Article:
Trends Sponsored by
Across the globe, beauty ideals differ drastically. Many ethnic groups view "beautiful" differently, yet no matter the background, more and more beauty-seekers aren’t afraid to turn to plastic surgery to get the aesthetic they want.
Caucasian females still make up the majority of patients seeking cosmetic surgery procedures, yet the proportion of racial and ethnic minorities opting for surgical enhancements is increasing.
In fact, a recent study of American Academy of Facial Plastic and Reconstructive Surgery (AAFPRS) members, revealed a 10% increase in facial plastic surgery among Hispanic, Asian American and African American patients in their practices in 2012. The features fixated on by each ethnicity varied considerably however, offering insight into the nuances of different ethnic beauty values.
The survey found that African Americans and Hispanics were most predisposed to have received rhinoplasty (80% and 65% respectively). Asian Americans were most likely to have blepharoplasty (44%) or rhinoplasty (41%), while Caucasians were more likely to have facelifts (40%) or rhinoplasty (39%).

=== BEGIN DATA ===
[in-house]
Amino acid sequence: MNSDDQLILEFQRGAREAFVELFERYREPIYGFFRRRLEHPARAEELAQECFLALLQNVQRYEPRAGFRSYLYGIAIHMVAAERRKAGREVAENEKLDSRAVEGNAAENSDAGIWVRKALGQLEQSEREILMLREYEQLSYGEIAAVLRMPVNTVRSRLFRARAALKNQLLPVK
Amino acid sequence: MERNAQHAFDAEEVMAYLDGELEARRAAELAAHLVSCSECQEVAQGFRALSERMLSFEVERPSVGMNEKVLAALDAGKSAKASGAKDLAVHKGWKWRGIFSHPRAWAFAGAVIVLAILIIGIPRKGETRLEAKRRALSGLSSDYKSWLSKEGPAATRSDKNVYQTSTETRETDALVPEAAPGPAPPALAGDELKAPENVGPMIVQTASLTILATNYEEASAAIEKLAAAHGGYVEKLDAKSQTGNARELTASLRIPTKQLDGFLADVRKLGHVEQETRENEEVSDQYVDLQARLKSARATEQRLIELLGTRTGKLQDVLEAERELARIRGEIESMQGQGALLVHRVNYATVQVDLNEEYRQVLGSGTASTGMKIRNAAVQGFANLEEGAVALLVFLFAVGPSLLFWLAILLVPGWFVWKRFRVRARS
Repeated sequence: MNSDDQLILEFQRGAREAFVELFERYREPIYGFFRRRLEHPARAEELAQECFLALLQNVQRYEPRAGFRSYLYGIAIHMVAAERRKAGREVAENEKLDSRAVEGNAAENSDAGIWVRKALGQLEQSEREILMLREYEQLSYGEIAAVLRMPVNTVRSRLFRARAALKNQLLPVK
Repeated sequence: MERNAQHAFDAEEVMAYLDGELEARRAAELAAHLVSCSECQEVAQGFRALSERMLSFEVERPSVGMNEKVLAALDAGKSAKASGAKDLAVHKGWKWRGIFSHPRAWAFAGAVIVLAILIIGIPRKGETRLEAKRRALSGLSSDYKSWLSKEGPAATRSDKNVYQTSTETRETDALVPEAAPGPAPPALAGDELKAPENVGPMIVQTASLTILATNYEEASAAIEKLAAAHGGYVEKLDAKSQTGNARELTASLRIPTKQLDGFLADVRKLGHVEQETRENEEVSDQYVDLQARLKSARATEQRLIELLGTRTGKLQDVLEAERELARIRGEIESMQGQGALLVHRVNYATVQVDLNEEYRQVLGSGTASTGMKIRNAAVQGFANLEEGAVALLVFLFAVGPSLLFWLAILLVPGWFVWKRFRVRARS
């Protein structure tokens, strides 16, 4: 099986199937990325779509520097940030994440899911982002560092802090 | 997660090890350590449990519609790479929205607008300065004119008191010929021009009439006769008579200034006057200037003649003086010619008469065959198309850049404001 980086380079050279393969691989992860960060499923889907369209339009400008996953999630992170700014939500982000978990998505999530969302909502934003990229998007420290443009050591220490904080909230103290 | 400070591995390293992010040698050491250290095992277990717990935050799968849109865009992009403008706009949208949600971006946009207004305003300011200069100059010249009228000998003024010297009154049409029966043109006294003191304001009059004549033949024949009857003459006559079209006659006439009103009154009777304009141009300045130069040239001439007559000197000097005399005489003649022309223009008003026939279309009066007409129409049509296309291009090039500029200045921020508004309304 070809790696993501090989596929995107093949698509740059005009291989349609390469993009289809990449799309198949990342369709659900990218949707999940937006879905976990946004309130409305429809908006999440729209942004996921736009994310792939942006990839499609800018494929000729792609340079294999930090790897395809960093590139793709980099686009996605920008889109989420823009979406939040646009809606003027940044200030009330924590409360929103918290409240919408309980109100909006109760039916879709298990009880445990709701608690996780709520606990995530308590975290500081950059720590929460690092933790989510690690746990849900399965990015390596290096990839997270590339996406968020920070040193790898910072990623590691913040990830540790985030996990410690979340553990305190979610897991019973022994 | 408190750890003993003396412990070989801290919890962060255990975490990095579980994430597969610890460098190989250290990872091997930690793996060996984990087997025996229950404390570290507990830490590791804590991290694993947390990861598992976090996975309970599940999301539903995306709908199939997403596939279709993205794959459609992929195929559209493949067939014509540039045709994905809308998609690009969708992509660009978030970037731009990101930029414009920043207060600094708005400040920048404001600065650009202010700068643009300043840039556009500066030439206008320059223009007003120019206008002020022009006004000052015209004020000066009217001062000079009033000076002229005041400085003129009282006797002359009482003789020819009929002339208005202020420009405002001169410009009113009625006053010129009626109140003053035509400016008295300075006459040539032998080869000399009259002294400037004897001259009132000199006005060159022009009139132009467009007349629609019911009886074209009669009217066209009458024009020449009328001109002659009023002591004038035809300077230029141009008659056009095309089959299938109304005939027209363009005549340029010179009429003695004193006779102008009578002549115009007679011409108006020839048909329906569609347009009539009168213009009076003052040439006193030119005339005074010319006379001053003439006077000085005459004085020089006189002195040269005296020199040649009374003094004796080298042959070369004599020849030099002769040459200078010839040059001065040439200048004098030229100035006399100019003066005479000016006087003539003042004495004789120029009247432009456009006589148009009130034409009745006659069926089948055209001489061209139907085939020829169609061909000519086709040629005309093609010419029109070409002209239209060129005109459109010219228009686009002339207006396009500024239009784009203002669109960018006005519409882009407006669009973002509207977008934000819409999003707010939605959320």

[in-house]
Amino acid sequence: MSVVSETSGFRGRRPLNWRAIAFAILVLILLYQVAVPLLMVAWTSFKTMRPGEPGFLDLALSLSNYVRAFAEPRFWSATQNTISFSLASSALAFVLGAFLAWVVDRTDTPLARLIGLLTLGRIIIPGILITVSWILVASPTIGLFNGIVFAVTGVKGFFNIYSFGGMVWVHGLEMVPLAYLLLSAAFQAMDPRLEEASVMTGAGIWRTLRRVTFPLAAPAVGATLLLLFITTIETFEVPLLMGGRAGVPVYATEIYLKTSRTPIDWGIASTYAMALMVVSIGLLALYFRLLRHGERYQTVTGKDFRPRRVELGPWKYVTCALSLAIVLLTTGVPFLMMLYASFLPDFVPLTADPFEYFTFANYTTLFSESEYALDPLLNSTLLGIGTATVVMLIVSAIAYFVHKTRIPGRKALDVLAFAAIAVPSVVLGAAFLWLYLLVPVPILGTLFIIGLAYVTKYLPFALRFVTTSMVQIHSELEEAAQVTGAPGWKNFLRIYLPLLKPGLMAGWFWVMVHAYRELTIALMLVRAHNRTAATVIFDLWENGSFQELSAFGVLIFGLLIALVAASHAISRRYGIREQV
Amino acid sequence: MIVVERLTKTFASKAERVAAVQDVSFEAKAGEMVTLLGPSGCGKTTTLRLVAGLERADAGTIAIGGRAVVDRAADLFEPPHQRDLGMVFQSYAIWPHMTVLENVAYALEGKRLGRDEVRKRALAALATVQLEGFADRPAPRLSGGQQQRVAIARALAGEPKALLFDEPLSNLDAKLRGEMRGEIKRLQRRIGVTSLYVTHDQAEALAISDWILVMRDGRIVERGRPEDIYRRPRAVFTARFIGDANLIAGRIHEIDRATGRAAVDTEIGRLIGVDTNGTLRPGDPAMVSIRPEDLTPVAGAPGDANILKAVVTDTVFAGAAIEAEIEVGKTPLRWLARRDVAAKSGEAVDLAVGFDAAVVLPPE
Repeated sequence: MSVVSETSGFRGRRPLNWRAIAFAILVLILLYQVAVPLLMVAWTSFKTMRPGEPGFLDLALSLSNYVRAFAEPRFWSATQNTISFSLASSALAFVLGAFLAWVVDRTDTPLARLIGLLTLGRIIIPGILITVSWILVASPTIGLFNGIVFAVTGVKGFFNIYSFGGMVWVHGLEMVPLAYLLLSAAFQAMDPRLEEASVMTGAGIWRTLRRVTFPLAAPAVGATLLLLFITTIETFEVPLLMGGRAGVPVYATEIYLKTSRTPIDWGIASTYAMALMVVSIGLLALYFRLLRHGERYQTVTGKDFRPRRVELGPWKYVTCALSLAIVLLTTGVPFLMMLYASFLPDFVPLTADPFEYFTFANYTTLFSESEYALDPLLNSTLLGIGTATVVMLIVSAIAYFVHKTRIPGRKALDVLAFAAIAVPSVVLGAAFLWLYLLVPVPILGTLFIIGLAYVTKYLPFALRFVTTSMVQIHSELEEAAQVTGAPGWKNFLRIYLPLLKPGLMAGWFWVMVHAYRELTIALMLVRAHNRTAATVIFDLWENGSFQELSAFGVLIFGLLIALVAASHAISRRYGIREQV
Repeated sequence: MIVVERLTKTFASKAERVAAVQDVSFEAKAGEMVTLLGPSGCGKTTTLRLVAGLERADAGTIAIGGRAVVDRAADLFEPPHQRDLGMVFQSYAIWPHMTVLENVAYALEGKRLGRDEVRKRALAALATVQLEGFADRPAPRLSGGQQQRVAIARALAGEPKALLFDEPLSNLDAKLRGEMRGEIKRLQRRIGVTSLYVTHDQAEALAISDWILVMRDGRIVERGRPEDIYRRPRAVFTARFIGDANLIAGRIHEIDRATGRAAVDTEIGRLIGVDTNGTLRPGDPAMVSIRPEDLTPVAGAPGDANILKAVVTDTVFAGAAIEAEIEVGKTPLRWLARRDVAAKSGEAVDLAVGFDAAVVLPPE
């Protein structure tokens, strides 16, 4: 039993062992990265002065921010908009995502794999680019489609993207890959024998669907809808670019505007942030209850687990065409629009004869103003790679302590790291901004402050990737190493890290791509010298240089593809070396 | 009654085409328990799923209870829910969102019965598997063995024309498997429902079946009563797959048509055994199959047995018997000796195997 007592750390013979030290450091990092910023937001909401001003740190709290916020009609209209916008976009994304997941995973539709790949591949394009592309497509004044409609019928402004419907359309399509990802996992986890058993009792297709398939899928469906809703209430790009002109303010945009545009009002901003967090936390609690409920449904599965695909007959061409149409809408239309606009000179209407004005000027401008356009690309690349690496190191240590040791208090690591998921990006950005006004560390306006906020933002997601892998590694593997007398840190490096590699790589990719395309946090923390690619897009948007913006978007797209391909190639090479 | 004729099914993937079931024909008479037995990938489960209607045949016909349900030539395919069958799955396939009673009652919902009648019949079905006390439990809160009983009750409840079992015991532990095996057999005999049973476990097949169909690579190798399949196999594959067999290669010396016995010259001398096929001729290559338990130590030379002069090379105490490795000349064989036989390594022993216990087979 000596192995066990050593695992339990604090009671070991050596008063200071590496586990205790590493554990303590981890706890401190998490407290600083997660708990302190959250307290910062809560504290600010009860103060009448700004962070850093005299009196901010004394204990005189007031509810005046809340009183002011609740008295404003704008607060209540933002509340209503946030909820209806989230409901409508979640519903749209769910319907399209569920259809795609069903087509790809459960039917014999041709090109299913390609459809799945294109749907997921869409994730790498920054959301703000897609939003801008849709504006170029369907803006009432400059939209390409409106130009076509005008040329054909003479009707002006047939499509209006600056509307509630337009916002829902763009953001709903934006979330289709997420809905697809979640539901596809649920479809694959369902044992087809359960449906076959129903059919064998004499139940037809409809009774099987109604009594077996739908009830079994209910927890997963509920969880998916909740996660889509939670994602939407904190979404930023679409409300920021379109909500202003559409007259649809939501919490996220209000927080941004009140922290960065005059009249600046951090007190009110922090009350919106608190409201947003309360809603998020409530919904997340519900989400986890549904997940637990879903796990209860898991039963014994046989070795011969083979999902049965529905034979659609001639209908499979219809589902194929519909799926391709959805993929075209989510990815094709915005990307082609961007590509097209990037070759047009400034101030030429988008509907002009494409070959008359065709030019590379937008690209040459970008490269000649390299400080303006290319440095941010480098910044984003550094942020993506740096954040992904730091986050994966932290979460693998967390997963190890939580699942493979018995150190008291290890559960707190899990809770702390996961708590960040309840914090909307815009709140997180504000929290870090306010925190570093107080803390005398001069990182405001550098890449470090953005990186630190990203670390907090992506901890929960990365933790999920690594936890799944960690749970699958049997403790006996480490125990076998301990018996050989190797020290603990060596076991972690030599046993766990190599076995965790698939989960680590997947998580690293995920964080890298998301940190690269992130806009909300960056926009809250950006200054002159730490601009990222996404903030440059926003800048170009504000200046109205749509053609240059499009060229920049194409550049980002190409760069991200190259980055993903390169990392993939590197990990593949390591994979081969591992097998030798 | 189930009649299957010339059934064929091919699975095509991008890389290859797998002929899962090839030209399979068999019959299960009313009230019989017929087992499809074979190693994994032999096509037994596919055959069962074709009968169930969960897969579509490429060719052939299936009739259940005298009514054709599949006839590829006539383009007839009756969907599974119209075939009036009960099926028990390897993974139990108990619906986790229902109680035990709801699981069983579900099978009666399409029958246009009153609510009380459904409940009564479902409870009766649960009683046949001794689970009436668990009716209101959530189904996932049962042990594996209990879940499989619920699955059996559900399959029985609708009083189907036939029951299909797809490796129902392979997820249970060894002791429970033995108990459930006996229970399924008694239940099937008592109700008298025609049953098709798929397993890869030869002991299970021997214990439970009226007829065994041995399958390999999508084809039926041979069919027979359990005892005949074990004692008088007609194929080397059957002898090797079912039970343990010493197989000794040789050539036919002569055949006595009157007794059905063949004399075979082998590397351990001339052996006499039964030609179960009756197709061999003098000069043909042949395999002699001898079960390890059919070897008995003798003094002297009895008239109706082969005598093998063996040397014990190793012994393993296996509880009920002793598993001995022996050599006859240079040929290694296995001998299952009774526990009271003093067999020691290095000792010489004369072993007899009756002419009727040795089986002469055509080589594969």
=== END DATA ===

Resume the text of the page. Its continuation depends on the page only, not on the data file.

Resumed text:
“When a patient comes in from a certain ethnic background we usually have some idea of what the current trends are for that group,” said AAFPRS President Edward H. Farrior, MD, FACS. “For our Asian American patients, we’ve seen an uptick in blepharoplasty or eyelid surgery, while African Americans and Hispanics tend to be more concerned with their noses. It’s our job to listen to the patient and give them what they want without completely obscuring their unique features and individuality.”
The American Academy of Facial Plastic and Reconstructive Surgery is the world's largest specialty association for facial plastic surgery. It represents more than 2,700 facial plastic and reconstructive surgeons throughout the world. The AAFPRS is a National Medical Specialty Society of the American Medical Association (AMA), and holds an official seat in both the AMA House of Delegates and the American College of Surgeons board of governors. AAFPRS members are board certified surgeons whose focus is surgery of the face, head, and neck. AAFPRS members subscribe to a code of ethics. In addition, the AAFPRS provides consumers with free information and brochures and a list of qualified facial plastic surgeons in their area by visiting the AAFPRS website, www.AAFPRS.org.
Join thousands of skin care professionals for three days of education, products and networking at Face & Body Midwest, March 22–24, 2014 at McCormick Place West in Chicago.